NORTH WEST ISLAND, QUEENSLAND. AUSTRALIA

This was some time ago and I had to search for my photos (Was hard to find all of them). But in a recent conversation with friends the subject of your favorite beach camping site was put up. The usually answers of Fraser Island, Moreton Island, Stradbroke Island, Kangaroo Island, Magnetic Island, Lord Howe Island and even Tassie was put forward, which got a laugh. I threw a spanner in the works, because unlike my friends and people I recently meet, I have been and Kim has been camping for years. Kim’s memory of every year camping at Dicky’s Beach then Mooloolaba and me calling Inskip my second home for years. I’ll put the secret out, that if you truly want to experience a real Robinson Crusoe island, then my time at North West Island was the greatest ever camping experience.


I had always dreamed of holidaying on a deserted island, living off the land, snorkelling all day and sleeping under the stars by night. In all honesty I never expected a place like that existed, fortunately for me, it does. Located 75km off the coast of Gladstone is the most beautiful place I have visited,  North West Island.


This remote 100-hectare coral cay is one of the southern islands in the Great Barrier Reef. Home to rare species of flora and fauna, this spectacular spot will capture your heart from the second you lay eyes on it. For me, that moment came after a long barge trip. After spending most of the trip asleep at the back of the barge, I got up and walked to the front and from a distance saw the white sand of North West Island.


As I stepped off the barge and into the warm water, I knew I had found paradise. But in reality even paradise has its barriers to overcome. For starters, I am the sort of person who is used to creature comforts and in my dreams of living on a deserted island, I never imagined it would be such hard work.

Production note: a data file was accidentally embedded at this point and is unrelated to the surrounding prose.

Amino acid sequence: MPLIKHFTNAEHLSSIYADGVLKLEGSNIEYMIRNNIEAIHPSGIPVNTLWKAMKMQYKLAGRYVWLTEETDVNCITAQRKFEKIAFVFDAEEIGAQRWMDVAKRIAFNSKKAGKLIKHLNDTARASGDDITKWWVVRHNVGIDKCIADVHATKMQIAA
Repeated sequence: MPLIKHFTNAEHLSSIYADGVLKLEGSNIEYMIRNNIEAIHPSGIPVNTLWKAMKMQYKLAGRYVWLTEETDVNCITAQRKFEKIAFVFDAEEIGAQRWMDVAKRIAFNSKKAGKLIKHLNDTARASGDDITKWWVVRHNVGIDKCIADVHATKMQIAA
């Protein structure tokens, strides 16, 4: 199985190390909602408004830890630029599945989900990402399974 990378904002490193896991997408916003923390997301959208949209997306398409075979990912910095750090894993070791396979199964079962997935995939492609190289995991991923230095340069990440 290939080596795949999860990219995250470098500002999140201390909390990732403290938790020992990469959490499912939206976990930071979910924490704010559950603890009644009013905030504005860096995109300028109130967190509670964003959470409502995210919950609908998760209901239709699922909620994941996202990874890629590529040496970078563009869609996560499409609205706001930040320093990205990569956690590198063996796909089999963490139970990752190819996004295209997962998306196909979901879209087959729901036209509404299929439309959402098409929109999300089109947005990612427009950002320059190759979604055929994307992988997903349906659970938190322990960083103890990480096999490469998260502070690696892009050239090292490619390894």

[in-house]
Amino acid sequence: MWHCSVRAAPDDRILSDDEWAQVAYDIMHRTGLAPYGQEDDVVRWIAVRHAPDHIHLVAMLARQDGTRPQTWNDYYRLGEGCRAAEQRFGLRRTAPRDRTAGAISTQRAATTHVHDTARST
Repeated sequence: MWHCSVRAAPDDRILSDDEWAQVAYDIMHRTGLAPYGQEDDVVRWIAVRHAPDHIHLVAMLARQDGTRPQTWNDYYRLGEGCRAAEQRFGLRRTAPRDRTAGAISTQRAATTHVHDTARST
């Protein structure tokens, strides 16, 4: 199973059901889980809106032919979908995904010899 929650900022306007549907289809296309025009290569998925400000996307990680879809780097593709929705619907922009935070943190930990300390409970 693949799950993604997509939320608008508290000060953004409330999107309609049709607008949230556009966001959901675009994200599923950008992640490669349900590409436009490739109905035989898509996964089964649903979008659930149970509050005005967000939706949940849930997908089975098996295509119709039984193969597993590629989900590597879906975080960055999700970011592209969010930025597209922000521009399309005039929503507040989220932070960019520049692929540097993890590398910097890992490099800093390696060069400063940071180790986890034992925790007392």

With no running water, we showered in the salt water which meant by the end of the week my hair was like straw and I couldn’t get my brush through it. If you ever go to a place like North West Island make sure you pack conditioner and every evening put it through your hair.

It doesn’t fix the problem or stop knots from forming but it stops dreadlocks. As well as bathing in the sea water, we washed our dishes and clothes and caught our food in the Pacific Ocean.

When you are living on an uninhabited island, you must do everything for yourself and in some cases go without. There was so much to see and do on the island; at times its beauty was overwhelming.



Snorkelling was high on my list as was photographing the creatures which called the island home. It was about a half a kilometer walk out to the reef drop-off zone. The walk was the scariest and most beautiful experience I had on the island.

For most people who don’t think about accidentally stepping on a stone fish or cone shell, it is a relaxing and peaceful walk, but for me, every step felt like an aquatic form of Russian roulette.




Snorkelling on the reef should have scared me more, swimming with stingrays, jellyfish and sharks. But floating on the surface, diving down to snap a photo, of green turtles, coral, fish, sharks and stingrays wasn’t that frightening.




The only time I got worried was when a few spear fishermen came too close to us and the water became bloody. As clichéd as it will sound, the sharks that had been casually circling below me slowly made their way up higher. I am no shark wrestler, so that was my cue to exit the water.




There were many firsts on the island, from seeing green turtles up close to watching the sunset and sunrise over the ocean, so many amazing experiences.



I saw the sun go down six times and each time it was just as magical as the first. By day, when I wasn’t laying on a blow-up lounge a couple of metres from shore making shell necklaces from the white shells that covered the beach or fishing to catch my dinner, I was photographing the beautiful birds which inhabited the island or documenting the male green turtles fighting for a female to mate with.